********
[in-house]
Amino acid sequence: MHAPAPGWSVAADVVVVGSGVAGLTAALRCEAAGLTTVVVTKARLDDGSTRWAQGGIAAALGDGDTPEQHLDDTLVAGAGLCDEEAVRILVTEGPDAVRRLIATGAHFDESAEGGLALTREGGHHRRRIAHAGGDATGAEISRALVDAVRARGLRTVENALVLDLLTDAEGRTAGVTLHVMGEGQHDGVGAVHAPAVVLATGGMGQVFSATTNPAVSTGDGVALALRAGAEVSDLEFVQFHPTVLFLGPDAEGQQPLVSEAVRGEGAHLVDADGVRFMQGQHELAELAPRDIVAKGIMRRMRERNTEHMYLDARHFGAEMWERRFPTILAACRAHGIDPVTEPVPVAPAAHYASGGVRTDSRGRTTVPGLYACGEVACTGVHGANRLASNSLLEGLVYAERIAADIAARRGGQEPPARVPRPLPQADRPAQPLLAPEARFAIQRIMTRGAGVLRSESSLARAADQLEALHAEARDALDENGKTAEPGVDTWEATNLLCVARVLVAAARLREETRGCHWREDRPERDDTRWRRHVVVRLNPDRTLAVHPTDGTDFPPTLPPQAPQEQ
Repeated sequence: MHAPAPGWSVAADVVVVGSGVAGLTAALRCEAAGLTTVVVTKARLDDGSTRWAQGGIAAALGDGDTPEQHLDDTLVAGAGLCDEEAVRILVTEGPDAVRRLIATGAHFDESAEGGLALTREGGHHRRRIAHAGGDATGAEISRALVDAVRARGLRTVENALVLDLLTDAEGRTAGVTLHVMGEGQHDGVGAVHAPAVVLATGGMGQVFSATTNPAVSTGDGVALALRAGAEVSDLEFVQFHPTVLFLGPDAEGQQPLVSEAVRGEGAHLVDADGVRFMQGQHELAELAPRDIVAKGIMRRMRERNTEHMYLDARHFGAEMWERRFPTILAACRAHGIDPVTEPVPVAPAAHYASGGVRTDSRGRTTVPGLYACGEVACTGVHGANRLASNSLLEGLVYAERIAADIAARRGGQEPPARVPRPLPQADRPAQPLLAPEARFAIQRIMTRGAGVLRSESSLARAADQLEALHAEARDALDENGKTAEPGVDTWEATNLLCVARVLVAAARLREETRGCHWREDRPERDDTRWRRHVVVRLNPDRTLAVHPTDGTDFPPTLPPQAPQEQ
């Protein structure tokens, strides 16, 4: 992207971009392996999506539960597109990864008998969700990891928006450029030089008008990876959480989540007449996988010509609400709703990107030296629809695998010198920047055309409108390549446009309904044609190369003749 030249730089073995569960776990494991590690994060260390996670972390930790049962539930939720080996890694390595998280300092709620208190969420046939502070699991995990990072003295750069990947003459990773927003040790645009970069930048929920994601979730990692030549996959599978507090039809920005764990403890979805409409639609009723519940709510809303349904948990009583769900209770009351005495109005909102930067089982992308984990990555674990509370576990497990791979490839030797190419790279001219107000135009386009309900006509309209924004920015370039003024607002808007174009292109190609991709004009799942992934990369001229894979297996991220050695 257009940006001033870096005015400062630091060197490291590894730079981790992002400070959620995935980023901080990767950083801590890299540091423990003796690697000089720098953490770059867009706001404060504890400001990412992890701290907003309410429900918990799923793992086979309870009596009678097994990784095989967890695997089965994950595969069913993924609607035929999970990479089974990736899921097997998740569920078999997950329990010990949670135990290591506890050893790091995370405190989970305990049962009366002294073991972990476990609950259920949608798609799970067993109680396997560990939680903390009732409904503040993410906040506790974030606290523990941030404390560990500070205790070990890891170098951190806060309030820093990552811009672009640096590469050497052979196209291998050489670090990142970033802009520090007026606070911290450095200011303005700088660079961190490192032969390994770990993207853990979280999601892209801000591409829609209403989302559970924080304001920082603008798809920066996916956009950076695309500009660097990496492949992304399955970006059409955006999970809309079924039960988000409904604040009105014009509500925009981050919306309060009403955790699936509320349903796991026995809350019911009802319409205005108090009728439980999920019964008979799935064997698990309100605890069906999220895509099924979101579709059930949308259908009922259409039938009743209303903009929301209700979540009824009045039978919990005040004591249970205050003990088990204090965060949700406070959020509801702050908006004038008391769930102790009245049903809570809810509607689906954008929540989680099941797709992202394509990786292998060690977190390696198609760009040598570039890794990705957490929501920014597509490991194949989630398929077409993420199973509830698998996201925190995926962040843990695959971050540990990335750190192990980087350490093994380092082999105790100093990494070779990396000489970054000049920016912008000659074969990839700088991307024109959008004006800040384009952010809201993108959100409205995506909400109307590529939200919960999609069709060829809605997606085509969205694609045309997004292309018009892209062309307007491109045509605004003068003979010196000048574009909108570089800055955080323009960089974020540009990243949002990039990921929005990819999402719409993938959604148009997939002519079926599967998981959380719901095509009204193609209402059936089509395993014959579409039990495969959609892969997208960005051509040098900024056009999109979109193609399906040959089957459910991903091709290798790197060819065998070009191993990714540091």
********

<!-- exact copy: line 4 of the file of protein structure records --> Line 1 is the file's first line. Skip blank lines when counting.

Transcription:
């Protein structure tokens, strides 16, 4: 992207971009392996999506539960597109990864008998969700990891928006450029030089008008990876959480989540007449996988010509609400709703990107030296629809695998010198920047055309409108390549446009309904044609190369003749 030249730089073995569960776990494991590690994060260390996670972390930790049962539930939720080996890694390595998280300092709620208190969420046939502070699991995990990072003295750069990947003459990773927003040790645009970069930048929920994601979730990692030549996959599978507090039809920005764990403890979805409409639609009723519940709510809303349904948990009583769900209770009351005495109005909102930067089982992308984990990555674990509370576990497990791979490839030797190419790279001219107000135009386009309900006509309209924004920015370039003024607002808007174009292109190609991709004009799942992934990369001229894979297996991220050695 257009940006001033870096005015400062630091060197490291590894730079981790992002400070959620995935980023901080990767950083801590890299540091423990003796690697000089720098953490770059867009706001404060504890400001990412992890701290907003309410429900918990799923793992086979309870009596009678097994990784095989967890695997089965994950595969069913993924609607035929999970990479089974990736899921097997998740569920078999997950329990010990949670135990290591506890050893790091995370405190989970305990049962009366002294073991972990476990609950259920949608798609799970067993109680396997560990939680903390009732409904503040993410906040506790974030606290523990941030404390560990500070205790070990890891170098951190806060309030820093990552811009672009640096590469050497052979196209291998050489670090990142970033802009520090007026606070911290450095200011303005700088660079961190490192032969390994770990993207853990979280999601892209801000591409829609209403989302559970924080304001920082603008798809920066996916956009950076695309500009660097990496492949992304399955970006059409955006999970809309079924039960988000409904604040009105014009509500925009981050919306309060009403955790699936509320349903796991026995809350019911009802319409205005108090009728439980999920019964008979799935064997698990309100605890069906999220895509099924979101579709059930949308259908009922259409039938009743209303903009929301209700979540009824009045039978919990005040004591249970205050003990088990204090965060949700406070959020509801702050908006004038008391769930102790009245049903809570809810509607689906954008929540989680099941797709992202394509990786292998060690977190390696198609760009040598570039890794990705957490929501920014597509490991194949989630398929077409993420199973509830698998996201925190995926962040843990695959971050540990990335750190192990980087350490093994380092082999105790100093990494070779990396000489970054000049920016912008000659074969990839700088991307024109959008004006800040384009952010809201993108959100409205995506909400109307590529939200919960999609069709060829809605997606085509969205694609045309997004292309018009892209062309307007491109045509605004003068003979010196000048574009909108570089800055955080323009960089974020540009990243949002990039990921929005990819999402719409993938959604148009997939002519079926599967998981959380719901095509009204193609209402059936089509395993014959579409039990495969959609892969997208960005051509040098900024056009999109979109193609399906040959089957459910991903091709290798790197060819065998070009191993990714540091």